Notes from the Warsaw Ghetto: The Journal of Emmanuel Ringelblum (Notitsn Fun Vareshever Geto)
NOTES FROM THE WARSAW GHETTO: THE JOURNAL OF EMMANUEL RINGELBLUM (Notitsn fun Vareshever geto)
Diary by Emmanuel Ringelblum, 1952
Because Emmanuel Ringelblum was himself a scholar and a historian, his Notes from the Warsaw Ghetto (1958; originally published in 1952 in Yiddish as Notitsn fun Vareshever geto ) is among the most informative of the Holocaust diaries. To be sure, the fact that it found its way to the light of day is truly remarkable. Before the Warsaw Ghetto Uprising of April 1943, Ringelblum placed his notebooks in milk cans and buried them. What later became his Notes from the Warsaw Ghetto was retrieved in two parts, the first in September 1946 and the second in December 1950.
Taking up his pen, Ringelblum not only recorded a history of atrocity but also offered a testimony to the dearness of humanity. Children, for example, play a prominent role in his entries. In an entry for September 1940 he attested to the devotion of children to other children when he wrote, "At the funeral for the small children from the Wolska Street orphanage, the children from the home placed a wreath at the monument with the inscription: 'To the Children Who Have Died from Hunger—From the Children Who Are Hungry."' On 26 April 1941 he pointed out that "three-year-old children are out begging in the streets," and on 31 August 1941 he told of a six-year-old boy who lay on the street "gasping all night, too weak to roll over to the piece of bread that had been thrown to him" from a balcony. The reader soon realizes that this assault on the child was a defining feature of the ghetto. And Ringelblum was deeply aware of the implications. "In the past," he wrote on 10 June 1942, "whatever was done with the grownups, the children were always permitted to live—so that they might be converted to the Christian faith … But the Hitlerian beast is quite different. It would devour the dearest of us, those who arouse the greatest compassion—our innocent children." Ringelblum demonstrates that under the Nazis the thing most threatened was precisely the holiest thing.
Although he was not religious, Ringelblum was careful to take note of the explicit attack on the holy dimensions of Jewish being. He reported, for example, the desecration of Torah scrolls and observed that when the ghetto was established the Nazis tore the mezuzahs—the small containers of Scripture that remind a Jew of God's sovereignty—from the doorposts of Jewish apartments. As the High Holy Days of 1940 were approaching, he noted that "in one city they assembled all the rabbis and they were killed. " And early in 1942, he related, "a group of Jews were locked up in the synagogue until they hacked the holy ark to bits." The sign of Jewish tradition and teaching—the sign of a Jewish presence in the world—is the sign of the presence of the Holy One in the world. And that is precisely what the Nazis tried to erase from the world.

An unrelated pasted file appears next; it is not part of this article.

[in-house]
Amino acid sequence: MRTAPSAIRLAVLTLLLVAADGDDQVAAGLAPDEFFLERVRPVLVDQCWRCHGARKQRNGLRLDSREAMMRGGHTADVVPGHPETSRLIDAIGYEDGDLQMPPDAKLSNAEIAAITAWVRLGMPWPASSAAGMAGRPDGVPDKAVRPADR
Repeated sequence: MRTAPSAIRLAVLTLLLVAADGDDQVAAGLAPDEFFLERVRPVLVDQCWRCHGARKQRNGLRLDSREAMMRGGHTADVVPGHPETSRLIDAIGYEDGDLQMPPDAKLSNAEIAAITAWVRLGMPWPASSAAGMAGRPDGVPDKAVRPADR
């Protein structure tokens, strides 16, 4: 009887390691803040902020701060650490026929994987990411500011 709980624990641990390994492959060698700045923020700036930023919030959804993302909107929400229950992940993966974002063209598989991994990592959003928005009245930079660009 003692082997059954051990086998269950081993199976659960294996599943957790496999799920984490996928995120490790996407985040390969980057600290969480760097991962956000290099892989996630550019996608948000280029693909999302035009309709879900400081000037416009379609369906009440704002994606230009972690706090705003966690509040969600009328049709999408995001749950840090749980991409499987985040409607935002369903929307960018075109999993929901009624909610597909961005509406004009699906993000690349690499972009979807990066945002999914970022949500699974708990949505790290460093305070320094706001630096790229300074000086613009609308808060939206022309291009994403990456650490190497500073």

Here one discovers another remarkable dimension of Ringelblum's diary: his insight into the importance of meaning in life and the threat of madness in the assault on meaning. Early in his notes he observes a "noticeable increase in the number of madmen" in the ghetto, and the remainder of the diary is punctuated with references to madness and madmen as well as to mad children: "In a refugee center an eight-year-old child went mad. Screamed, 'I want to steal, I want to rob. I want to eat, I want to be a German."' If madness threatens one's humanity, Ringelblum shows that, in the effort to dehumanize the Jew, the Nazi lost his own humanity: "A police chief came to the apartment of a Jewish family, wanted to take some things away. The woman cried that she was a widow with a child. The chief said he'd take nothing if she could guess which of his eyes was the artificial one. She guessed the left eye. She was asked how she knew. 'Because that one,' she answered, 'has a human look."' The other eye, the human eye, resembled a dead eye.
This is one of the most earthshaking revelations in Ringelblum's diary: in their aim to exterminate the Jews from the world, the Nazis overturned the world to create a total confusion between life and death, leaving no place for either. In the universe of the concentration camps, the living were as though dead, and the dead were as though they had never lived.